Well, Lydia Bennet wanted to go to Brighton. And by the time Pride & Prejudice was published, Brighton was a thriving seaside resort and, apparently, the location of some highly desirable soldiers – Lydia’s main reason for w...
Well, Lydia Bennet wanted to go to Brighton. And by the time Pride & Prejudice was published, Brighton was a thriving seaside resort and, apparently, the location of some highly desirable soldiers – Lydia’s main reason for wanting to go. As we approach the start of summer and those nice, lazy, seaside holidays, let’s take a look at Brighton.
Brighton was originally a fishing village, one of the flourishing ports along England’s south coast. By 1740, however, it was pretty much in decline due to erosion of the town’s beach resulting in loss of buildings, several severe storms, and an ageing population.
Fortunately for Brighton, during the late 18th century sea bathing came into fashion in a big way. The growth in national wealth that resulted in large estates and grand manor houses, also caused urban centers to be more prosperous. People who chose to live in towns had the means to travel outside them. Seaside resorts offered something more than available in the towns or even the countryside.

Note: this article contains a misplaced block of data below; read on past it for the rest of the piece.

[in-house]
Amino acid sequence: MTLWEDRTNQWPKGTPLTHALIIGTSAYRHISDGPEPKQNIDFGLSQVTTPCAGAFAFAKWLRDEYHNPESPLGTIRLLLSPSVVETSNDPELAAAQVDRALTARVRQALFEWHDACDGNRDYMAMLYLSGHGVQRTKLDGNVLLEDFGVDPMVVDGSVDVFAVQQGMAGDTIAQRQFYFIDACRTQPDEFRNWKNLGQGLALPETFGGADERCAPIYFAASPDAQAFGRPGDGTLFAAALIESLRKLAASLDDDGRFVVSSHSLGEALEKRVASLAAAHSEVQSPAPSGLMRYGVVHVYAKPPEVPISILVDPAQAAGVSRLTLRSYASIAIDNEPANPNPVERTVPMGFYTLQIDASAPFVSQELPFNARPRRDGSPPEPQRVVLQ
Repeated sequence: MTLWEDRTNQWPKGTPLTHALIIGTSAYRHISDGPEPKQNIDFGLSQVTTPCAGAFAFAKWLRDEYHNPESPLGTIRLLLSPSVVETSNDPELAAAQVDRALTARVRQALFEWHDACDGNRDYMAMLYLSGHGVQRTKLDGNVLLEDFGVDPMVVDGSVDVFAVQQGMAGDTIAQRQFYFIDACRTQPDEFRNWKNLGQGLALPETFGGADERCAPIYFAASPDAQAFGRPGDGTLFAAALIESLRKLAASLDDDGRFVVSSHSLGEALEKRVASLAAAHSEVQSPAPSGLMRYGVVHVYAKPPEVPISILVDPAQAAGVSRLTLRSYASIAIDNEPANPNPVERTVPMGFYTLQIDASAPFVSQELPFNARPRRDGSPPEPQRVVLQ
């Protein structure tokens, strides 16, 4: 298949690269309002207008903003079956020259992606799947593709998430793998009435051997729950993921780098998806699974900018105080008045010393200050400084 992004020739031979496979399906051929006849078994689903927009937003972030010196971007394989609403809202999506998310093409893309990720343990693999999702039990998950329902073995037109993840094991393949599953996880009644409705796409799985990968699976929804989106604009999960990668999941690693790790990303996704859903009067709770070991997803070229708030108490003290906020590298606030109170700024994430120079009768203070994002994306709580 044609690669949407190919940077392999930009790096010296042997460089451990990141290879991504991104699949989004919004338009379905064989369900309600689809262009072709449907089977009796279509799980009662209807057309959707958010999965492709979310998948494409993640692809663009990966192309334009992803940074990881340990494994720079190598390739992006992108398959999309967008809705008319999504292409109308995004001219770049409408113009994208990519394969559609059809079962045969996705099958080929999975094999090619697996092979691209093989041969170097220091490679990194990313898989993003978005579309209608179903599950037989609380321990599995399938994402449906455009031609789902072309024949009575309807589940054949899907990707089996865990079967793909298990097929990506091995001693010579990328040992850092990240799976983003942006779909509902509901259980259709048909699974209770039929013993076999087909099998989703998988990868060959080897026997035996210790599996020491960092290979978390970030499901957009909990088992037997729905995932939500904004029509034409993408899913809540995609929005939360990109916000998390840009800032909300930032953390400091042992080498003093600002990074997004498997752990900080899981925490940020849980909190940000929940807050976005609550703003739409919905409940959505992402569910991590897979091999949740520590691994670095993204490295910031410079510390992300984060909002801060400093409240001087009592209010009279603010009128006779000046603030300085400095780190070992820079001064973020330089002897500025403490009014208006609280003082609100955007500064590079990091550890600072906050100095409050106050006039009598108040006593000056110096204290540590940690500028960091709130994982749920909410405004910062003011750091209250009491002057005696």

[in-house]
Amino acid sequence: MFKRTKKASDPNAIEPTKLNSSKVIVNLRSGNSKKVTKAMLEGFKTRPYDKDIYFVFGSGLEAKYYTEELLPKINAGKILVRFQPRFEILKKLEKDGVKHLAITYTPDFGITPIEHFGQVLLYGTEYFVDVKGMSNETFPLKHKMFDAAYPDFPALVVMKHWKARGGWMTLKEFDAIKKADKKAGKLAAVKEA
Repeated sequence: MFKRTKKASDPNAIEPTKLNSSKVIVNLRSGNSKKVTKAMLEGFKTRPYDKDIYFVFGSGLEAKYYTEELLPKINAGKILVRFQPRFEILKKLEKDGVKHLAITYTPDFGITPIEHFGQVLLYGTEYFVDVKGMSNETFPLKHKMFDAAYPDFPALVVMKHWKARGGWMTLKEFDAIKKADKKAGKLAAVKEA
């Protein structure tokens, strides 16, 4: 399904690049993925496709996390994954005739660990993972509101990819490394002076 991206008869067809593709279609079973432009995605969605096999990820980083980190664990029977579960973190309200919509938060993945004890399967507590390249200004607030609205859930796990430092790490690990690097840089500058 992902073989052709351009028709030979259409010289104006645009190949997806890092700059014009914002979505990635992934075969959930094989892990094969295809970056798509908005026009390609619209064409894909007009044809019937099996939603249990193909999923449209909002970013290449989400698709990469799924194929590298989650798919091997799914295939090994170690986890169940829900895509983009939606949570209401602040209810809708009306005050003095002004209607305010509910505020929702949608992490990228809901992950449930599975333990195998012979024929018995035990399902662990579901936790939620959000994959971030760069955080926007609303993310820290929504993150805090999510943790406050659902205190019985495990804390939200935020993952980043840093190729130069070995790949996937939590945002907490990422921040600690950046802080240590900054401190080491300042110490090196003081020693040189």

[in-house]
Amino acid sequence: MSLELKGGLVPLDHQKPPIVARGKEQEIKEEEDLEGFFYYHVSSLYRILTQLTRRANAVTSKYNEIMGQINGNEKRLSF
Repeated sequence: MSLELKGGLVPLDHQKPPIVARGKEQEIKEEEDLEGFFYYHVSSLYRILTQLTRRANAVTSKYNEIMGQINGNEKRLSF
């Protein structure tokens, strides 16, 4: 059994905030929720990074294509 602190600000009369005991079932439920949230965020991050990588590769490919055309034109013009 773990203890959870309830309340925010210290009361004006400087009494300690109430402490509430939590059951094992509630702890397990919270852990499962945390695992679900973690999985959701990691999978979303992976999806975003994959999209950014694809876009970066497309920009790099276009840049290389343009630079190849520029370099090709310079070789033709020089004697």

Spas surrounding mineral springs, such as Bath and Buxton, had been frequented for health reasons from time immemorial. The 18th century saw the advent of seabathing as another healthy activity. The first resorts were located in declining coastal towns such as Brighton, Hasings, Margate, Scarborough, and Weymouth.
Brighton, in particular, benefited from its location in a densely populated region of England and its easy access from London. Moreover, failing economy in the area resulted in a surfeit of accommodation, providing places for visitors to stay.
Brighton was well-established as a seaside resort before the Prince of Wales (later George IV) took a fancy to it in 1783. However, George’s visits and his Royal Pavilion, begun in 1786, certainly increased the draw, first as the place frequented by the Prince of Wales and, later by the Pavilion itself as a tourist attraction.
If you wanted a little seabathing in Brighton during the Regency, you did not have to wait for an invitation from the prince. Brighton had plenty of hotels and guest houses from which to sally forth in your fetching bathing dress and rent a bathing machine for your dip into the channel.
So, do you want to go to Brighton? Or do you have something other than a little seabathing in store for your holidays?
Recommended sources: Georgian Brighton by Sue Berry and Spas of England and Principal Sea-Bathing Places by A. B. Granville.